In May 2001, the Library of Congress issued a subject heading and call number for toy piano scores because of the activities at Geisel Library. Scores can be viewed under the call number M 175 T69. This was an important opportunity, because before there was a distinct call number, all of our toy piano scores were mixed with and shelved with regular piano scores in library stacks, making it impossible for a quick “grab and go” for someone like me at Festival time. Note: The Library of Congress at first declined our request. They required that we submit a definition of “toy piano” to them to warrant the distinction. We submitted a definition but my side of this story is that I also threatened to fly out and perform live to prove a point. They quickly said yes to avoid a playful confrontation.
Currently, the Toy Piano Collection at Geisel Library consists of actual instruments, commissioned scores, and extant literature and recordings. Most of the commissioned scores in the collection are composed by UC San Diego alumni.
Hear new works for toy piano on the last day of September at noon!
Free! But please register by clicking here:
TOY PIANO TIMELINE
Mrs. W.E. Walsh arrives in San Diego with an 1873 Schoenhut Toy Piano among her possessions.
Opera star Leontyne Price receives a toy piano from her parents and later relays this as the start of her Diva-dom: “I was center stage! And I caught the disease then.”
Jaymar Specialty, Inc. acquires the Schoenhut Toy Piano company.
John Cage’s Suite for Toy Piano is composed, the first “serious” piece for toy piano.
Schroeder makes his first appearance at the toy piano in Charles Schultz’ Peanuts comic strip.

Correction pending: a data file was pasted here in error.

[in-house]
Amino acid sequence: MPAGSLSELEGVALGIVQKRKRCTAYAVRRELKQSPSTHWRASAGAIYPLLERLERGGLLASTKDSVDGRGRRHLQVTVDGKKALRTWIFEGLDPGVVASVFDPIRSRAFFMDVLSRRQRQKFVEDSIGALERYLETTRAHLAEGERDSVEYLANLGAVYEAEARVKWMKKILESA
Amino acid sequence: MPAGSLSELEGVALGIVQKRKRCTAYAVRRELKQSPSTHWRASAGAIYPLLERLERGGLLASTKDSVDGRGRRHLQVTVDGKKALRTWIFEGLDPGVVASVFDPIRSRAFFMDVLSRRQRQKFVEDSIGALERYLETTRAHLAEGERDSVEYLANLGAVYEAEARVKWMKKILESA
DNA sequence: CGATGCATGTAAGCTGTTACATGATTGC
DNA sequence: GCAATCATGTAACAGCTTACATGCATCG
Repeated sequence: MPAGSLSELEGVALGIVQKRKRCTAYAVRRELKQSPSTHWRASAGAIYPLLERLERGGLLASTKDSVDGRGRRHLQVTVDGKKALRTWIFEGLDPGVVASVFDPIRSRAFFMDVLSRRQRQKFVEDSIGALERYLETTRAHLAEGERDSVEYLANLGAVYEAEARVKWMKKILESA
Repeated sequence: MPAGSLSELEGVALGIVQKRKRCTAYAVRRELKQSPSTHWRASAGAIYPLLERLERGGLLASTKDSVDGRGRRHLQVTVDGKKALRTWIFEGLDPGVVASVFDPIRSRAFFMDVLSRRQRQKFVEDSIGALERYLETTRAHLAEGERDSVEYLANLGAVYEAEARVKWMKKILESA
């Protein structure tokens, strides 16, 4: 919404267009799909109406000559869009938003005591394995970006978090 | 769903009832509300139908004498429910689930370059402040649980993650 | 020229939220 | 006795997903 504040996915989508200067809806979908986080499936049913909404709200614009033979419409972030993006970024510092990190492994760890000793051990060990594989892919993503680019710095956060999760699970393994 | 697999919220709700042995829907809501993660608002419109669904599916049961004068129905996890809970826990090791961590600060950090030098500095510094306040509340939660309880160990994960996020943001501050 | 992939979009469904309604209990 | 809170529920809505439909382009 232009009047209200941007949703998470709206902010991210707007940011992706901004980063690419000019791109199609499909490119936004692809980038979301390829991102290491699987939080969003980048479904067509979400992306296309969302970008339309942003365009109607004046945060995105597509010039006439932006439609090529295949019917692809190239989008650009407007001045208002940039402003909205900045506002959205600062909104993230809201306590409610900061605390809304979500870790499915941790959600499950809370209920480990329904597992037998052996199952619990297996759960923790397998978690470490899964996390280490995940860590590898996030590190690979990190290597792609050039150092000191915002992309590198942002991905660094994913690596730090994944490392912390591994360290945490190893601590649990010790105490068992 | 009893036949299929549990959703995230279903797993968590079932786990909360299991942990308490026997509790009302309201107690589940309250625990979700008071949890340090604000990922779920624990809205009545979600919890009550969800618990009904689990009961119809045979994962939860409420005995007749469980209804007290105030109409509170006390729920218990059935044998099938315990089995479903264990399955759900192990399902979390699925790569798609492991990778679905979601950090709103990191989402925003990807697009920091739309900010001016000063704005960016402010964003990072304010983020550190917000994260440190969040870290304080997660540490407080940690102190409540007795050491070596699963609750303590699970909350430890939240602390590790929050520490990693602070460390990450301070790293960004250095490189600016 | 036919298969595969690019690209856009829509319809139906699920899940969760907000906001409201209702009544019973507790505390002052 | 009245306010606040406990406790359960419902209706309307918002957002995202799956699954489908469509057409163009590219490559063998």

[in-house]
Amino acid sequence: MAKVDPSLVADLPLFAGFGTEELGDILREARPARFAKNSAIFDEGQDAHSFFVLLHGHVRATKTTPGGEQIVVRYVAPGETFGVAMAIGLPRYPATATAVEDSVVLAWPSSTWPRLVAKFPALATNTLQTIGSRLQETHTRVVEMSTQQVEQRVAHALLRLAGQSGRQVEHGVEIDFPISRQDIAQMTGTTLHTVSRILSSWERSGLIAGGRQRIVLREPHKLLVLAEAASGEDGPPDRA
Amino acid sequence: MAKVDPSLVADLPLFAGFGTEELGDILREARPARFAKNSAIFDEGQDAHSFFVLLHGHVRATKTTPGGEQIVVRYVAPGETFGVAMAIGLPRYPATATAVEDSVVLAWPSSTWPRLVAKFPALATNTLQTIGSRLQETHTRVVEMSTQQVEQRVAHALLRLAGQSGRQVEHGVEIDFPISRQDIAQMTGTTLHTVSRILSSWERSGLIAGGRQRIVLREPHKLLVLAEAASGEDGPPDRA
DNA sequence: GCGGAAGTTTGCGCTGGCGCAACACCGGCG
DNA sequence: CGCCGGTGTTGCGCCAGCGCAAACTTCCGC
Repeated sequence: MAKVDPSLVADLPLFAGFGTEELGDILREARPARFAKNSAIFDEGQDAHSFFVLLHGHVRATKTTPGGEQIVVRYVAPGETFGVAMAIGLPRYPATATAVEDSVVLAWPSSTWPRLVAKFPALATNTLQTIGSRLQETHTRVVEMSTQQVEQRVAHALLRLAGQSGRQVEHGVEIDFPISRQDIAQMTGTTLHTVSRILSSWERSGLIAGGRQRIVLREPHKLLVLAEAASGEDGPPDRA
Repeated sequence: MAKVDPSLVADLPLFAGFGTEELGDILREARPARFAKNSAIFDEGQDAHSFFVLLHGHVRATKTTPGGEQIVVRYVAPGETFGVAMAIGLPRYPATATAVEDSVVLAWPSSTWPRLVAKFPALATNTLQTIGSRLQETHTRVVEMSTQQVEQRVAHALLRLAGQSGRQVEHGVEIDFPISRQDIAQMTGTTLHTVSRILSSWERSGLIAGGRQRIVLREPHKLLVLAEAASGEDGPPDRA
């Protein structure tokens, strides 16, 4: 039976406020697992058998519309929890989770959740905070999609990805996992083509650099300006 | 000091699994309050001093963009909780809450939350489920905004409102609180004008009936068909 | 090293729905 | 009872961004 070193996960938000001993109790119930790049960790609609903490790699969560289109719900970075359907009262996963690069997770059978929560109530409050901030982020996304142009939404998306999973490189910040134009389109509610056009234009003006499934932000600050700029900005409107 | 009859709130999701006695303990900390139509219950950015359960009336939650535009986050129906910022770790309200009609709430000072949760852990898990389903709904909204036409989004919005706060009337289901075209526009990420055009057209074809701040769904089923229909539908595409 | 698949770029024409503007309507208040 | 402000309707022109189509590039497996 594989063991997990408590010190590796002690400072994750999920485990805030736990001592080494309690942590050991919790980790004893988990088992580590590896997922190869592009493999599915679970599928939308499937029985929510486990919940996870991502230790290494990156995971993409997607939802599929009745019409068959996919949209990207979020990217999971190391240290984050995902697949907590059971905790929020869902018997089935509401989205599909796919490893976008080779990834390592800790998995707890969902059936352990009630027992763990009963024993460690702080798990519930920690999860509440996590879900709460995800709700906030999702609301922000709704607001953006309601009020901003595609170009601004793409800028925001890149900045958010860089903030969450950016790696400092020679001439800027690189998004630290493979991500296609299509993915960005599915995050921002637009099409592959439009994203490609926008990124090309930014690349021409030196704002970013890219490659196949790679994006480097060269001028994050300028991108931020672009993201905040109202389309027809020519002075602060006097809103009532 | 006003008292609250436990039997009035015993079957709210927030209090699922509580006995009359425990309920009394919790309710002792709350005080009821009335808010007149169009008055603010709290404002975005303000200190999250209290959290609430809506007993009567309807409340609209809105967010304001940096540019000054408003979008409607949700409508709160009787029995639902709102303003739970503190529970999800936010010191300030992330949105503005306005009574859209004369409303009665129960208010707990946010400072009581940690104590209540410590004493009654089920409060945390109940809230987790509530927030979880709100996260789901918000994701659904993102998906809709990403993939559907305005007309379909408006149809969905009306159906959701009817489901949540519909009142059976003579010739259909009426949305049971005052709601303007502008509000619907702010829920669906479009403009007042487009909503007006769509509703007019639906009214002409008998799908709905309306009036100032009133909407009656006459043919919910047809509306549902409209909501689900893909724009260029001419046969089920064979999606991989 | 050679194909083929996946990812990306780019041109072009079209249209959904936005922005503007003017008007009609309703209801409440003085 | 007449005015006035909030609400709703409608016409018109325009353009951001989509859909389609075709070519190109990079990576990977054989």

John Cage’s Suite for Toy Piano receives its concert premiere at the New York Living Theatre.
Robert Erickson, a founding faculty member of UC San Diego’s Department of Music, composes his Piece for Bells and Toy Piano.
First appearance of a toy piano in a Broadway pit orchestra: in You’re a Good Man, Charlie Brown, Schroeder plays a prop piano on stage, but a toy piano in the pit provides the sound!
Jeanne Kirstein releases a recording of John Cage’s Suite for Toy Piano on Columbia Records.
Wendy Mae Chambers plays toy piano in George Crumb’s Ancient Voices of Children.
First appearance of a toy piano on a Broadway stage: In Act II of the Marvin Hamlisch musical, They’re Playing Our Song, a small red toy piano is delivered on stage as a get-well gift in the hospital scene.
Jaymar and Schoenhut split from Rochester Die Cutting, and Frank Trinca buys Jaymar and Schoenhut.
Janice Kelsh establishes the Miniature Piano Enthusiast Club in Chicago.
German composer/performer Bernd Wiesemann releases the CD Neue Musik fur Kinderklavier.
Frank Trinca, of Rochester, New York, purchases the Schoenhut company.
Janice Kelsh moves the Miniature Piano Enthusiast Club to Hagerstown, Maryland, her hometown.
Renee Trinca becomes president of the Schoenhut Toy Piano company, Inc.
Pianist Margaret Leng Tan releases her CD, The Art of the Toy Piano.
Len and Renée Trinca move the Schoenhut Toy Piano factory from Rochester to St. Augustine, Florida, where they live.
First Annual Toy Piano Festival, founded by Scott Paulson, premiers at the UC San Diego Library.
The Library of Congress issues a special call number (M 175 .T69) and subject heading for toy piano scores (granted at the request of the Toy Piano Collection at Geisel Library!)